Rio Grande Valley: Immigration and LGBTQIA+ Organizing


Credit: UWD

Are you interested in learning on how you can get involved with immigration and LGBTQIA+ organizing in the Rio Grande Valley? Join Aquí Estamos for a free comprehensive immigration training! The training will be facilitated by United We Dream, the largest immigrant youth network in the U.S.!

We know that immigration is an issue that deeply impacts the Rio Grande Valley, but finding an LGBTQ safe space to get involved can be difficult. Aquí Estamos is creating this space for LGBTQ persons (and allies, of course) to become knowledgeable on this topic and find the resources they need. Even if you have never worked on immigration before, we encourage you to join us to get started. Here are the event details:

Saturday, February 20th 10:00 a.m. –  4:00 p.m. 
University of Texas Rio Grande Valley
STAC 1.101
1201 W. University Drive
Edinburg, TX 78539
(Click here to campus map)

At the training we will cover:

  • An overview of DACA, Expanded DACA, and DAPA
  • Opportunities for organizers and non-legal volunteers in implementation
  • How to engage participants at info sessions and clinics
  • Unauthorized Practice of Law. How to avoid it, How to report fraud
  • Organizing opportunities in the Rio Grande Valley on LGBTQIA+ and immigration

Other sweet details:

  • We know it’s hard to get around the RGV, so transportation may be available upon request (Email for details.)
  • Breakfast and lunch will be provided
  • Coffee and tea available throughout entire training
  • Did we mention it’s a completely free training?

Don’t miss this opportunity! Space is limited.


The Annoyance That Is Democratic Pragmatism

donkey-fightIt’s not a secret. I support Bernie Sanders. I support his platform.

I don’t mind debating actual policy with Hillary fans, and I’ve met one or two who actually debate, rather than just blindly follow.  Most will debate economic issues, or Bernie Sanders’ existence, but other issues, like immigration, are ignored.

I understand. You want to avoid an issue in which Hillary Clinton is terrible. No one wants to admit that Clinton wants to deport children and moms back to violent countries in which they will face even more violence. The simplistic “I support Comprehensive Immigration Reform” line is pretty much ineffective when we have tens of thousands in freezing private prisons and deportations are being stepped up. We want to hear solutions.

As Bernie Sanders steps up his game on issues, especially immigration, the Hillary fans are now coming up with new material:  We can’t afford Bernie’s ideas; We can’t pass it in Congress; We can’t!

In other words, Clinton will work from the middle to the right to convince Republicans, as if this worked for President Obama. The fatalism that has penetrated supposed liberals in defense of their candidate is quite sad.

That I first noticed these chants around the MLK, Jr. holiday makes it even sadder. Martin had a dream, remember? Suppose white allies back then told him he couldn’t get all he was calling for.

Oh, that’s right, they did.

“First, I must confess that over the last few years I have been gravely disappointed with the white moderate. I have almost reached the regrettable conclusion that the Negro’s great stumbling block in the stride toward freedom is not the White Citizen’s Council-er or the Ku Klux Klanner, but the white moderate who is more devoted to “order” than to justice; who prefers a negative peace which is the absence of tension to a positive peace which is the presence of justice; who constantly says “I agree with you in the goal you seek, but I can’t agree with your methods of direct action; “who paternalistically feels he can set the timetable for another man’s freedom; who lives by the myth of time and who constantly advises the Negro to wait until a “more convenient season.”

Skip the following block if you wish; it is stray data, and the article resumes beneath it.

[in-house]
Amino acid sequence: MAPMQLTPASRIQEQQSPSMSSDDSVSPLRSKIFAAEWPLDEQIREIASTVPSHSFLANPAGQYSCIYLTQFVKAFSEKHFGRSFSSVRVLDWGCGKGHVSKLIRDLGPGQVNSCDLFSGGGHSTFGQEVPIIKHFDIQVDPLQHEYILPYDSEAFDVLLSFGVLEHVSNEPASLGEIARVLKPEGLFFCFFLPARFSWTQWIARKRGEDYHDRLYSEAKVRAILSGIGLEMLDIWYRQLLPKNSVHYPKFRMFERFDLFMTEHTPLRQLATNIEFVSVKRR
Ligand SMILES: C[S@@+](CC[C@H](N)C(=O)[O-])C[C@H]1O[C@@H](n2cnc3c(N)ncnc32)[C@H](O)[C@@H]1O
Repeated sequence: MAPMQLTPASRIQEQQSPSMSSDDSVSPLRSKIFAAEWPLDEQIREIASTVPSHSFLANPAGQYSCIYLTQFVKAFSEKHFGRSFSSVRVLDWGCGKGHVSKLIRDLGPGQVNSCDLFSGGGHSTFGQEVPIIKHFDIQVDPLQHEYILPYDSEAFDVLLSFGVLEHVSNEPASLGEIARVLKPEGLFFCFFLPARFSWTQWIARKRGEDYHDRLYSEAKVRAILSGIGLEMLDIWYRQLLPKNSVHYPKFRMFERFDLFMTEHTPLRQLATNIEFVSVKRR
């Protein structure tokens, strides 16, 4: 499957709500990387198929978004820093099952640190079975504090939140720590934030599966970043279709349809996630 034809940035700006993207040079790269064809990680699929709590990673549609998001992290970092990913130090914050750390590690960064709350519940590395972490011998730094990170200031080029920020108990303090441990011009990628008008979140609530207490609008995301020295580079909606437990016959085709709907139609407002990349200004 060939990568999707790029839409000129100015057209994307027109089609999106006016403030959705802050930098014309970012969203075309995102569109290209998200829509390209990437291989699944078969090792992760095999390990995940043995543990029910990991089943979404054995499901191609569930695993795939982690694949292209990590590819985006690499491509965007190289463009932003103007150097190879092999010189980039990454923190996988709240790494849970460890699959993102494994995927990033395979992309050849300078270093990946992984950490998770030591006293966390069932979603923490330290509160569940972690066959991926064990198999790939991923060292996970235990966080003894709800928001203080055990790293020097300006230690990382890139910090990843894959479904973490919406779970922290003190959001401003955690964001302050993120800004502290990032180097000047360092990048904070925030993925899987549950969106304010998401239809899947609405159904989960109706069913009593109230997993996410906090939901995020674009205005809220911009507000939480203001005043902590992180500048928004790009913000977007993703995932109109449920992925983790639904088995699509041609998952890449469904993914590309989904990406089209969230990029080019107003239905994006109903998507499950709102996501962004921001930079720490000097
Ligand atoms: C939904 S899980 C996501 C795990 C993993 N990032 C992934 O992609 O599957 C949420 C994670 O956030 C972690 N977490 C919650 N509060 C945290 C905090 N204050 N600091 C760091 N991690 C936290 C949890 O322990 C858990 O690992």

Shallow understanding from people of goodwill is more frustrating than absolute misunderstanding from people of ill will. Lukewarm acceptance is much more bewildering than outright rejection.”

Now, I won’t dare compare Bernie to MLK, but we can agree that ideas of social and economic justice are quite similar. Recently, even Chicano scholar Dr. Jose Angel Gutierrez stated that Bernie Sanders’ platform is similar to that of La Raza Unida Party as he endorsed Sanders. Ideas and pronouncements that brought thousands to Washington, DC and that once empowered and excited Texas Mexican Americans enough to vote in huge numbers are once again being discussed because of Bernie Sanders. Yet, “we can’t”?

Frankly, the oft-stated “she can get things done” quote that Hillary fans are selling is also pretty annoying. It’s a reminder of the last eight years in which the Obama administration gave away the store to the Republicans prior to beginning negotiations on any given issue. Immigration reform is a great example as President Obama stepped up deportations (numbering 2.5 million) as a means of convincing Republicans that Democrats were “tough” so they would pass reform. Watered down legalization was discussed over citizenship. Instead, a co-opted immigration reform movement looked weak, and Democrats even weaker and inhumane when they didn’t call out the administration for the deportations and human warehousing of children and mothers in private prisons. And all efforts failed. Meanwhile, we’re left begging the Supreme Court for deportation relief for a few without any real rights for the migrants who might benefit. I’m sure Hillacrats are secretly mortified that the Supreme Court may side with the administration and “hurt Hillary’s chance.”